Ravenlok has a beautiful voxel graphics style and wonderful art design.
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In the review guide sent with the game, the developers mention wanting to make Ravenlok’s combat accessible to everyone, and they’ve certainly done that. There’s a single attack button that makes Lily swipe her sword from side to side at a speed which would make Tinder users jealous. This gets augmented by four special abilities that are gradually unlocked over the 3-5 hours adventure, and these do things like hurling some balls of frost that automatically track targets or a flurry of sword swings that are perfect for large groups of foes which you’ll often encounter.

On the defensive side of things, you get two options for keeping Lily safe: a basic block and a swift dodge. Both have their uses but I admit to finding the block largely useless throughout the game and relied far more on the dodge. The reason for this is that Lily’s sword attack also interrupts enemies, so it’s pretty easy to keep even large mobs in check by swiping like mad and dashing around. Second, most of the attacks that the boss monsters hurl your way are better dodged than blocked.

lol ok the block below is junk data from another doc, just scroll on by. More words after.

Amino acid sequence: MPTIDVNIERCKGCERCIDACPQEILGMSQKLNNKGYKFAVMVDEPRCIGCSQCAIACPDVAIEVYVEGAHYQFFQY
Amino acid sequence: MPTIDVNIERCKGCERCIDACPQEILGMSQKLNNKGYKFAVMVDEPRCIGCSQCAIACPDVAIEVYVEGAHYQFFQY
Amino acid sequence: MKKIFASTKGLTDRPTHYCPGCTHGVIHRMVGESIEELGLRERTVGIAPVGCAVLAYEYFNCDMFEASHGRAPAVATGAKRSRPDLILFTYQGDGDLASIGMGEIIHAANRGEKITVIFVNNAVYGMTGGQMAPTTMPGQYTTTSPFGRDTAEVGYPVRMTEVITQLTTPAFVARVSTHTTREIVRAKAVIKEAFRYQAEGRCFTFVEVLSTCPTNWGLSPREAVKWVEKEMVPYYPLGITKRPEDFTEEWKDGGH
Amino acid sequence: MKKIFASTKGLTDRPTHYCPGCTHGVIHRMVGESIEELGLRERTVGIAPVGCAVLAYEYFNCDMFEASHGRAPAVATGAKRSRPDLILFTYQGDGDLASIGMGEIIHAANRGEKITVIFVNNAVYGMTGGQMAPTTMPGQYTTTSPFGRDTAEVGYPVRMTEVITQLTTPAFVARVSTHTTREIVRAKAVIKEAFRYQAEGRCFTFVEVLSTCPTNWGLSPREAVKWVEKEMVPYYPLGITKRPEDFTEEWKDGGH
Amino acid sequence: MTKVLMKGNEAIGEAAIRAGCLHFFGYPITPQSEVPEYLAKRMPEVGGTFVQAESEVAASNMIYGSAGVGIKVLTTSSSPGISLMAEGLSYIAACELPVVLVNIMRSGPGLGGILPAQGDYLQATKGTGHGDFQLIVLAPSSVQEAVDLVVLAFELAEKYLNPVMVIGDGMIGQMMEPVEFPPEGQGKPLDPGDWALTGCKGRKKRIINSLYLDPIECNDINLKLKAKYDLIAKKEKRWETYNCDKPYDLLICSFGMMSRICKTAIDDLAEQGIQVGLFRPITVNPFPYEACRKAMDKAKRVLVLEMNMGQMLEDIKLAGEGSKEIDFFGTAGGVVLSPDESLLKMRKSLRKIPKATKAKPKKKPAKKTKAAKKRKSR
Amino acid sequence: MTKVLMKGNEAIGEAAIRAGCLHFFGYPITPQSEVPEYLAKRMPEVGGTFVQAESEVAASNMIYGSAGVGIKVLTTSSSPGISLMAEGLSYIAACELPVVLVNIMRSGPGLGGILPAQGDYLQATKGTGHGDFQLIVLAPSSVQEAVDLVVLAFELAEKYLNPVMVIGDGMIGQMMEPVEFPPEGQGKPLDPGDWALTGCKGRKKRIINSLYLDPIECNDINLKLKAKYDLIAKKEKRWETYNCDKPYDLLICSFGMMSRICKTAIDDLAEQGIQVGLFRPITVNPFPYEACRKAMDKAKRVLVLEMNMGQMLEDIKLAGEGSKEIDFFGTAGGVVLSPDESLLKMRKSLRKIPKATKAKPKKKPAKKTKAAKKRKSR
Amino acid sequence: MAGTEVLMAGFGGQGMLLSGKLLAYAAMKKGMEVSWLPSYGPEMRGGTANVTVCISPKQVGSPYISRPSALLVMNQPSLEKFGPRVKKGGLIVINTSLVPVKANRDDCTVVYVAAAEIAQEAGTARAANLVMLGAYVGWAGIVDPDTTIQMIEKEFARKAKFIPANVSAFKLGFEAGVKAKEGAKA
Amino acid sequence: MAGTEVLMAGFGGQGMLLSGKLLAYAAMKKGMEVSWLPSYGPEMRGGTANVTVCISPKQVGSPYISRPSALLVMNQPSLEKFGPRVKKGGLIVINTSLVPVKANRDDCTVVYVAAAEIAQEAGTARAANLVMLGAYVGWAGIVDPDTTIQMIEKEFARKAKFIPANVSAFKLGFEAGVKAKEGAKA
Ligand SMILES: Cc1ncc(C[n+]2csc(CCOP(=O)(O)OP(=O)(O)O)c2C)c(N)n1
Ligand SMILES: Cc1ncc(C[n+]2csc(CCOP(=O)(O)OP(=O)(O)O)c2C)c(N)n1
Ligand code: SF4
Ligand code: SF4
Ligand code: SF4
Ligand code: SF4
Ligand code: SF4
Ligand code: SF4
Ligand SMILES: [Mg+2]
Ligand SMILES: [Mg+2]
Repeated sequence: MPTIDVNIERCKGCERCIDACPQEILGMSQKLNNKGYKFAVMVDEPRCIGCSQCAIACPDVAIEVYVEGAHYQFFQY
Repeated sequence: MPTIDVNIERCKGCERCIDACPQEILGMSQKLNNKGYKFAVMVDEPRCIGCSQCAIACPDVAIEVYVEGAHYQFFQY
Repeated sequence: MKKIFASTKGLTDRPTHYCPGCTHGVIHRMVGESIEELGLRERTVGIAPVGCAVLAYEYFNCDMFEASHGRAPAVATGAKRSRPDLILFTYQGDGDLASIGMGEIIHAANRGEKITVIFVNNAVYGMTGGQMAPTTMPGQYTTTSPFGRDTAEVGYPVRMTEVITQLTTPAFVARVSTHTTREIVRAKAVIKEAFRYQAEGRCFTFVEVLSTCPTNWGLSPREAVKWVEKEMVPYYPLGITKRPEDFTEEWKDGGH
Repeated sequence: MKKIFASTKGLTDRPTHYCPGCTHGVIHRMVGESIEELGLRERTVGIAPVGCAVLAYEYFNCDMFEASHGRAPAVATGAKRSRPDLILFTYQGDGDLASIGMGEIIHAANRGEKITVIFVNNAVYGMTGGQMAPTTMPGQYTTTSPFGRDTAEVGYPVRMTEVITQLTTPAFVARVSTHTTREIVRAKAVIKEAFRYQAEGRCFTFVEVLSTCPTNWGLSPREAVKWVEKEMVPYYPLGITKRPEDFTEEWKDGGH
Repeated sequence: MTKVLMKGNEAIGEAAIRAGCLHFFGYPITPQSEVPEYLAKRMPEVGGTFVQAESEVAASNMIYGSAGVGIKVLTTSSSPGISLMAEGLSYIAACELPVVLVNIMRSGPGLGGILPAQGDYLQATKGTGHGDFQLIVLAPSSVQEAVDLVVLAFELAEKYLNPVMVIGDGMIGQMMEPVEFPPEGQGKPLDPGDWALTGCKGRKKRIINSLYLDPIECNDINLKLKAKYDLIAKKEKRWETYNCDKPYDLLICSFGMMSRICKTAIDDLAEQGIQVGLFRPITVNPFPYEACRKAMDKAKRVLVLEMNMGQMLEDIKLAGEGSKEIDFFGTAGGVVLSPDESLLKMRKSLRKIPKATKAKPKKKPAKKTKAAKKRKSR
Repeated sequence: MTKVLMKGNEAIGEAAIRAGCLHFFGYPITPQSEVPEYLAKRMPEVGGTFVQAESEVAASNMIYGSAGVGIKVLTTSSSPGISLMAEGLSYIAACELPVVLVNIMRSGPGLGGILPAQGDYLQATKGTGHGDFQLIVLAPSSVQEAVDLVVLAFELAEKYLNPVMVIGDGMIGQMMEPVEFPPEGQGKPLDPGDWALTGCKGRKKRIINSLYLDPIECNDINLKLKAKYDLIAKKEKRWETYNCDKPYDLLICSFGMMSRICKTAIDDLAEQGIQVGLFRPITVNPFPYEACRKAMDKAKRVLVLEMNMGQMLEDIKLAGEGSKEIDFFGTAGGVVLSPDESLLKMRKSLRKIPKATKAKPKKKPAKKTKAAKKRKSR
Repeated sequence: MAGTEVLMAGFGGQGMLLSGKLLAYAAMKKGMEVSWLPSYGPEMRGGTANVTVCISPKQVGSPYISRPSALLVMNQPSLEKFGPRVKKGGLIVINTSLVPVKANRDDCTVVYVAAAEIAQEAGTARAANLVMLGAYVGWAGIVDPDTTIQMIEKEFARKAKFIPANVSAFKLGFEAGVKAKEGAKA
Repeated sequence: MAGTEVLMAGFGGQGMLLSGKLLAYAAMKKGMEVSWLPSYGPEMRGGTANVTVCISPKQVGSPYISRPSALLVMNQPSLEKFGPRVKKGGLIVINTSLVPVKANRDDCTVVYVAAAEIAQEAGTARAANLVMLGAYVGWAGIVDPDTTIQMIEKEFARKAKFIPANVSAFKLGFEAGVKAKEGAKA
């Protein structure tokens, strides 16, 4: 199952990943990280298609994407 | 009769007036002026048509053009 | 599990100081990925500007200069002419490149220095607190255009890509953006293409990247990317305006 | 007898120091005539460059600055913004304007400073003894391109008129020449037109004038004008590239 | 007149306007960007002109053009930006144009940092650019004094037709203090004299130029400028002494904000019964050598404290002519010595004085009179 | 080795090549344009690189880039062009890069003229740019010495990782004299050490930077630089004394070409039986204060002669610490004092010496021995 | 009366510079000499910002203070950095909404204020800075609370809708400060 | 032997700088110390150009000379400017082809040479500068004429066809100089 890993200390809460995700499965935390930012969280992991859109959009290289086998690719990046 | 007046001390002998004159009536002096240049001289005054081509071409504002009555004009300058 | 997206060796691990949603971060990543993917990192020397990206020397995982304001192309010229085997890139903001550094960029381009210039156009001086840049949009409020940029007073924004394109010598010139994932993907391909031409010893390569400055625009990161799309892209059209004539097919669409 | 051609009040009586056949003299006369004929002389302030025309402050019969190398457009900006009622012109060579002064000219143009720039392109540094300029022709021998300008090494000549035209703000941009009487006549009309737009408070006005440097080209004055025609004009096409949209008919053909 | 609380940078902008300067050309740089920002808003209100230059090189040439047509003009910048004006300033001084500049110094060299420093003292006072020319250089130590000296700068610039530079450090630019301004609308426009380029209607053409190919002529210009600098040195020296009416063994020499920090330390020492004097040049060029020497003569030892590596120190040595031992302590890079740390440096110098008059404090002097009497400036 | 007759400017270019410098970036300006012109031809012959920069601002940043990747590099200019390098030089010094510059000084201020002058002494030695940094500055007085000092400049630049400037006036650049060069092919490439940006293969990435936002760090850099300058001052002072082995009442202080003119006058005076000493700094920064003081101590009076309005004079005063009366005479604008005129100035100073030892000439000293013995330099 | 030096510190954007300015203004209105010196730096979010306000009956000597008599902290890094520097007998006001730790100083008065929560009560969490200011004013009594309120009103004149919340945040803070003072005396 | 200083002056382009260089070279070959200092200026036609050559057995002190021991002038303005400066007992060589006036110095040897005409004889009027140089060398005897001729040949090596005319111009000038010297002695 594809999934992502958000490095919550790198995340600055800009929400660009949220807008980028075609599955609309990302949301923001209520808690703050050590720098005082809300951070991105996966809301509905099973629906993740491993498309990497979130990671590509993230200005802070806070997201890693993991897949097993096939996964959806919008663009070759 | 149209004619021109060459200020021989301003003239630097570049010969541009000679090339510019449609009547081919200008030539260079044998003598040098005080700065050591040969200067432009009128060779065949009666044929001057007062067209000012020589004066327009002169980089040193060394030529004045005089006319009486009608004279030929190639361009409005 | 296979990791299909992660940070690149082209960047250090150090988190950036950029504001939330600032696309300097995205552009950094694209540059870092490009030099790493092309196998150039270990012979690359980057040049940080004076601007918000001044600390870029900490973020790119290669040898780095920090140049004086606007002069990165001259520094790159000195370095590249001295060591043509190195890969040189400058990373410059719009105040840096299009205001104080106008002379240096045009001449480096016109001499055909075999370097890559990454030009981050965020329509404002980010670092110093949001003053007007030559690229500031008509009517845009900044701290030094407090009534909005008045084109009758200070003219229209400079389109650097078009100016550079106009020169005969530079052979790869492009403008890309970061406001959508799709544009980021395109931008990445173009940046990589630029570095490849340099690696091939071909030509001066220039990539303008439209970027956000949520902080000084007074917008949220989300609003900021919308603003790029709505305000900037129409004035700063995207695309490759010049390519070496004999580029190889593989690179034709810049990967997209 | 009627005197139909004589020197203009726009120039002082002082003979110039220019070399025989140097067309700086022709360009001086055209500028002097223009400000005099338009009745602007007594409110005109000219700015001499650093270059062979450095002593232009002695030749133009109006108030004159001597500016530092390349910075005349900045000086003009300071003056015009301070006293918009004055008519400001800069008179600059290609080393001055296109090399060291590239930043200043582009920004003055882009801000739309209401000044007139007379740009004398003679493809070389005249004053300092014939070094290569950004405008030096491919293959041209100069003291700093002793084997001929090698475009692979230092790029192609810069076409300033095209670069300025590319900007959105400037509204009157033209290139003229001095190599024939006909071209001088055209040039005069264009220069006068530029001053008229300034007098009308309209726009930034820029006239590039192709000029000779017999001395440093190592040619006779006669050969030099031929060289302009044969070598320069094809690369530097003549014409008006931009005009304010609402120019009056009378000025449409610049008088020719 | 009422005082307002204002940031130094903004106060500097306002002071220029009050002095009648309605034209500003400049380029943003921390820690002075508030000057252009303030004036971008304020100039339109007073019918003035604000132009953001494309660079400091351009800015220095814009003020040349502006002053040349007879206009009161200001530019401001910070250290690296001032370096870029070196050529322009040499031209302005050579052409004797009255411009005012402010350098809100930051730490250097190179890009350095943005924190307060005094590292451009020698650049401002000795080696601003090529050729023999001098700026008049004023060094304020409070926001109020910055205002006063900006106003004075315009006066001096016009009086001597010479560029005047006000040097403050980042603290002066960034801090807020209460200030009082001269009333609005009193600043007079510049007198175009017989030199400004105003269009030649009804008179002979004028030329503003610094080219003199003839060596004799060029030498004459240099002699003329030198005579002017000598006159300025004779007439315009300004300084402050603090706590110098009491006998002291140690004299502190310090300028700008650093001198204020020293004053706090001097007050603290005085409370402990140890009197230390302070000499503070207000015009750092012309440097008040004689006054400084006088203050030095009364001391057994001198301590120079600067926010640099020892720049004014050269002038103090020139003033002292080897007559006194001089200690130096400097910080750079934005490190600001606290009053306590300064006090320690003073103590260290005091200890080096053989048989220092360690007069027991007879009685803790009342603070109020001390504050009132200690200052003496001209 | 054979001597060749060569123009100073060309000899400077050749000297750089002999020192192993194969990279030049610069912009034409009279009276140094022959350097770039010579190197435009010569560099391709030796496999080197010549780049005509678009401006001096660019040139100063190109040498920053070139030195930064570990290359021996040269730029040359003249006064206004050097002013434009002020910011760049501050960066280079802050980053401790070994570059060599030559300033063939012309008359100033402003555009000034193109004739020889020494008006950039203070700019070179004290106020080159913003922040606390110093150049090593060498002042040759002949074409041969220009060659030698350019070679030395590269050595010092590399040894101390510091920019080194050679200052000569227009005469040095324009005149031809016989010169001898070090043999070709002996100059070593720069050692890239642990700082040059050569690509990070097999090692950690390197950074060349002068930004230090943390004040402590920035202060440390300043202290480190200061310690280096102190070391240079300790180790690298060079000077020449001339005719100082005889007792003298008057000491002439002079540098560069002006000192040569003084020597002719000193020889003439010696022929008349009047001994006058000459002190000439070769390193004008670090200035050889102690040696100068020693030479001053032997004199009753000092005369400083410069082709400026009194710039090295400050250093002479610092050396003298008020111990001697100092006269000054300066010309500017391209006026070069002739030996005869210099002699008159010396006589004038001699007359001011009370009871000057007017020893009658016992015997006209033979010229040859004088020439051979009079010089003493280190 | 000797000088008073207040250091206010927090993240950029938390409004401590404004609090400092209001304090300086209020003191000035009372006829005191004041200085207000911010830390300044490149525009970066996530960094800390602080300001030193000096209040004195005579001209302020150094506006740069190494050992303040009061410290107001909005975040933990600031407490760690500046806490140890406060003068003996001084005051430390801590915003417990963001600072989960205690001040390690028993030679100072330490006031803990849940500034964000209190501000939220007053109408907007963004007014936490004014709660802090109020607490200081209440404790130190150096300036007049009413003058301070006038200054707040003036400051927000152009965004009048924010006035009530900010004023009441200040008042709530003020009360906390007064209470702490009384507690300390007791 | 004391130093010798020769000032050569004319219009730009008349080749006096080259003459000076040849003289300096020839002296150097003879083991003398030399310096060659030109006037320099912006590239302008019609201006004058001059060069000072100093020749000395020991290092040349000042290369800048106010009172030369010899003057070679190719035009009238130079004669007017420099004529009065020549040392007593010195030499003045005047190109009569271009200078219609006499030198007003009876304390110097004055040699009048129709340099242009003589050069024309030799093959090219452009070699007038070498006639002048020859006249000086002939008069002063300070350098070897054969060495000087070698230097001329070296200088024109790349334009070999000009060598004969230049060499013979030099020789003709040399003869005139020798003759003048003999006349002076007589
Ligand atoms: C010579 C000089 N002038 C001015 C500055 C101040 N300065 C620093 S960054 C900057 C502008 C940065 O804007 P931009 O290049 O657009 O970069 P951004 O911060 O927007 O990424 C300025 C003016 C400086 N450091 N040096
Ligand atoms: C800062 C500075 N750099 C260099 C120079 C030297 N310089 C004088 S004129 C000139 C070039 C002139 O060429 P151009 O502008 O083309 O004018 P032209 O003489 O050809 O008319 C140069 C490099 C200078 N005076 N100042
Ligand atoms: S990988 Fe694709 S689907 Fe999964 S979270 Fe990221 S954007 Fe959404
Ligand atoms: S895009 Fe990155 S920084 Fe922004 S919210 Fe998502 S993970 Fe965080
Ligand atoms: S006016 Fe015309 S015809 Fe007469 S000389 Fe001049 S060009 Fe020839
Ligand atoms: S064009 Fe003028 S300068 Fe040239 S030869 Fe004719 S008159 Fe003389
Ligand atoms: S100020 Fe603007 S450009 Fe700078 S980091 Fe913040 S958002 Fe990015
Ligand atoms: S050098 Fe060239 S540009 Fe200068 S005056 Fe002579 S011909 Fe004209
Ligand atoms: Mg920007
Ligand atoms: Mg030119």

If you’ve read through the last couple of paragraphs and come to the conclusion that combat sounds simple, you’d be right. The hardcore gamer in me wants to scold the developers for how basic fights are in Ravenlok, but I need to keep that part in check because the criticism just isn’t very fair. In the same review guide I mentioned earlier, Cococucumber speaks about how “special consideration” was given to younger games who had graduated from Riverbond, one of their earlier games. As someone who has been playing games for something like 25 years, it can be hard to put myself back into the mindset of someone who hasn’t spent dozens of hours playing Devil May Cry, so I did the next best thing and handed the game to my niece, who is nine years old. She found the combat to be fun and enjoyed getting to slice up heaps of bad guys, and the skills added just a touch of depth for her.